Genetic testing is more than just proving your dog is a purebred... it doesn't even do that. Its about making sure your dog is structurally and genetically sound. I don't know what specific issues plague Jindos, but ALL purebred dogs have defects of one sort or another, and a reputable breeder should at least be aware of them and understand what to look for and what to guarantee against.

Temperament testing is another big one. Jindos are a "primitive" breed, not quite like your average companion breeds and when bred without care its temperament can slip and slide in directions you DON'T want it going. You need to get puppies from sound stock to ensure you are getting a stable pet, so finding a good breeder is EXTREMELY important.
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MIKA&KAI

Akita Pals- Always.
 
 
Barked: Sat Jun 15, '13 7:02am PST 
We were actually in touch with Kai's breeder for more than 6 months before we got him. That gave the breeder time to get to know us, ask about our lifestyle, our plans for him and also learn from us about Mika's personality and what was going to work best for her. A good breeder can match a puppy pretty well even from a distance if they ask the right questions. I will try to find a post in this forum I think might be of a bit of help as well and then will post it here so you can see what you should be looking for. Also have you looked into a breed club for Jindo's? There just may be a reputable breeder much closer to you selling good quality puppies. The genetic testing is important for conditions like hip dysplasia which can be very painful for the puppy and very expensive to treat as well as eye problems that may cause blindness and other potentially serious health issues, temperament testing and breeding for stable temperament is important so that you can be a bit more certain that with proper upbringing your puppy will not suddenly become aggressive and possibly hurt you or someone else. Jindo's like Akitas are not a breed you get into just because you like the way they look and you need to be well prepared for the things that can go wrong and the best ways to help prevent that. They like Akitas are a large powerful breed capable of considerable damage should they become aggressive. Please make sure you know what you are getting before you get it. We were very lucky we got in touch with our breeder through our vet. Also, please no matter how desperate you are stay away from pet store puppies. Good Luck.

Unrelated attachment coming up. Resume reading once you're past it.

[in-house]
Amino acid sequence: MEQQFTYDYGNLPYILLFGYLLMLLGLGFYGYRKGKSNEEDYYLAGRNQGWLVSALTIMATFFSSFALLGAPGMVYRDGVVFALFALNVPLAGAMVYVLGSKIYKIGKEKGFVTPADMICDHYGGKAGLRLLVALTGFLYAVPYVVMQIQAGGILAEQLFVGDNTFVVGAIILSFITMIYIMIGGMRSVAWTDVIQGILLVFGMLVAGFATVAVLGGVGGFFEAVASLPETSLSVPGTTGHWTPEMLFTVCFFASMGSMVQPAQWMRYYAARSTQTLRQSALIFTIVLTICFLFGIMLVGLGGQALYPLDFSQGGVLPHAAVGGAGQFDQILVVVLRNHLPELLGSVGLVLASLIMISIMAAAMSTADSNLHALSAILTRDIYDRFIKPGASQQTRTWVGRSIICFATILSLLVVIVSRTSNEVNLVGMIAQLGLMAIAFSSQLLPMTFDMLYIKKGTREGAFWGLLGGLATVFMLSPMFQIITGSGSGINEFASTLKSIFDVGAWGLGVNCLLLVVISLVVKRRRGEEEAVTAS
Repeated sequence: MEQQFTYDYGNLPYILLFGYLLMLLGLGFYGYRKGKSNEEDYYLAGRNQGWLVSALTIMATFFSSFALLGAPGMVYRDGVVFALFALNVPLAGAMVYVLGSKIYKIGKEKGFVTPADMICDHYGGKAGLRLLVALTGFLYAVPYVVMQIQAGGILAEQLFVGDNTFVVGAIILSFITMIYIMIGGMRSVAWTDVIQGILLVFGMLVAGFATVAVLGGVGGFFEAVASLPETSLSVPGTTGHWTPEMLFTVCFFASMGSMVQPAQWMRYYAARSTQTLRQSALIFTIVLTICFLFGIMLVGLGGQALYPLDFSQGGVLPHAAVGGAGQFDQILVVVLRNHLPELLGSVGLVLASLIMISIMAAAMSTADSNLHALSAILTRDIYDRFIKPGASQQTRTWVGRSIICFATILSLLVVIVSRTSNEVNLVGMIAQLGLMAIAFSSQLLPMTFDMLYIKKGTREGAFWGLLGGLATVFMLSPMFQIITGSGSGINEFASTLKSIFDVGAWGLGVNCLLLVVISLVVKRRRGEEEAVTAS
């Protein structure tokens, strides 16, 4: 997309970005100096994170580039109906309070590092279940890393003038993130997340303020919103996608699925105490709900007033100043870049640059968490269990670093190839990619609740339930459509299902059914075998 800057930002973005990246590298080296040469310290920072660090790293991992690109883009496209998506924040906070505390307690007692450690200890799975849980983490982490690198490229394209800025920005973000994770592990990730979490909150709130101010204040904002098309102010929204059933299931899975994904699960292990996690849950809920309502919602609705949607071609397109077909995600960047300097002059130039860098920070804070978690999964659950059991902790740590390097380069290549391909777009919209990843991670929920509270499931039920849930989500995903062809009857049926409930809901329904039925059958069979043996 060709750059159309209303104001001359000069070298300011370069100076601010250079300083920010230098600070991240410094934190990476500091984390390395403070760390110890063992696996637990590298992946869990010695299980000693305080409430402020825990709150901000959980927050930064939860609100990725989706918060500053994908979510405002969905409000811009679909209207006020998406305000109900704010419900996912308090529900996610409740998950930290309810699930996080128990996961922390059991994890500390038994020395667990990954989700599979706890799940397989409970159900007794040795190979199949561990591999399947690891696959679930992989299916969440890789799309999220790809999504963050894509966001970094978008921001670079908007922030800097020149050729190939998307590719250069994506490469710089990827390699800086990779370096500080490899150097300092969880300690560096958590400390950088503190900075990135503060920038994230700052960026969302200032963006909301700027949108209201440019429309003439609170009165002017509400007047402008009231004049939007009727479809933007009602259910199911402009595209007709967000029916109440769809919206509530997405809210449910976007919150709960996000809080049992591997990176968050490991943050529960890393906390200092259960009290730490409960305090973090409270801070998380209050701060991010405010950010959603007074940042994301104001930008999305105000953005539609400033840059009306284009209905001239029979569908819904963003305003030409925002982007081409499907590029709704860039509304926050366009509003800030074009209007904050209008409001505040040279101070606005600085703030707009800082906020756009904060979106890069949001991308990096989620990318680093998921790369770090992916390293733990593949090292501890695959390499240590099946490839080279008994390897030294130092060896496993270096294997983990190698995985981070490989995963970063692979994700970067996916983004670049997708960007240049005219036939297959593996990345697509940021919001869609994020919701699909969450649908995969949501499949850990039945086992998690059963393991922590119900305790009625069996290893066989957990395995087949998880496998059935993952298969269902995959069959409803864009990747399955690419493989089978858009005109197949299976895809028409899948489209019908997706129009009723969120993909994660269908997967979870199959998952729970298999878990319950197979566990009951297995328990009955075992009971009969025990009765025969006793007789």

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MIKA&KAI

Akita Pals- Always.
 
 
Barked: Sat Jun 15, '13 7:08am PST 
the thread is called, "Picking the right puppy." it is on the 3rd page in about the 17th topic down. there is some good advice from some very experienced people that might be of help. Again, Good Luck.
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Member Since
06/14/2013
 
 
Barked: Sat Jun 15, '13 3:42pm PST 
Thanks for showing me that thread, Mika! It was incredibly informative. I believe I'm ready to handle a Jindo. I've had a dog for 17 years, did a lot of volunteer work at a humane society (so I handled a lot of powerful dogs), and dogsit as well. I've done extensive research for the breed as well to make sure it was the breed for me and could fit into my lifestyle. The reason I'm asking the questions I am is because I've never bought a dog before (my previous dog was a stray pup that ran into our home; after 17 healthy years, he sadly passed a few weeks back).

Aggressive temperament and genetic defects are definitely a concern. However, just to play devil's advocate, how would it be that much different if I were to adopt from a shelter/rescue? Of course, adoption is my ideal choice but it occurred to me, if I were to adopt a puppy (not an older dog whose behavior, etc. can be tested), wouldn't I be running similar risks? For instance, adopting from a shelter wouldn't guarantee that the puppy is genetically sound either -- right?

Thanks for all your help in this so far. It's been really helping me understand this entire process!
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Sam

I eat- EVERYTHING!
 
 
Barked: Sat Jun 15, '13 4:08pm PST 
Yes, but the dog from the pound will cost you $30, while the dog bred by the breeder may run close to $1000. I don't know about you, but if I'm paying $1000 for a pup, I want to be sure that both health and temperament wise that I know exactly what I'm getting.

With Sam, the breeder had screened for problems found in the breed and purposely picked the parents she did because they would not yield a dog with that specific defect. I met all of her dogs and the temperament was exactly what the breed standard called for. With a BYB or a shelter dog, both of those are a coin flip since you don't know the parantage well enough.
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Mulder

Spooky Mulder
 
 
Barked: Sat Jun 15, '13 4:23pm PST 
Personally, I'm not wild over picking up young puppies from rescue. If I had my personal pick, I would always go with a slightly older dog, at least 2-3 years, so the temperament is already known.

But if you must go with a rescue puppy, then no, there is no real way of knowing how good or bad its temperament will be. I guess the only difference vs. a BYB is you're saving a life as apposed to paying the person that is likely producing these very puppies that are ending up in the shelters to begin with.

I would look into the two links posted earlier. I think they are good leads for you.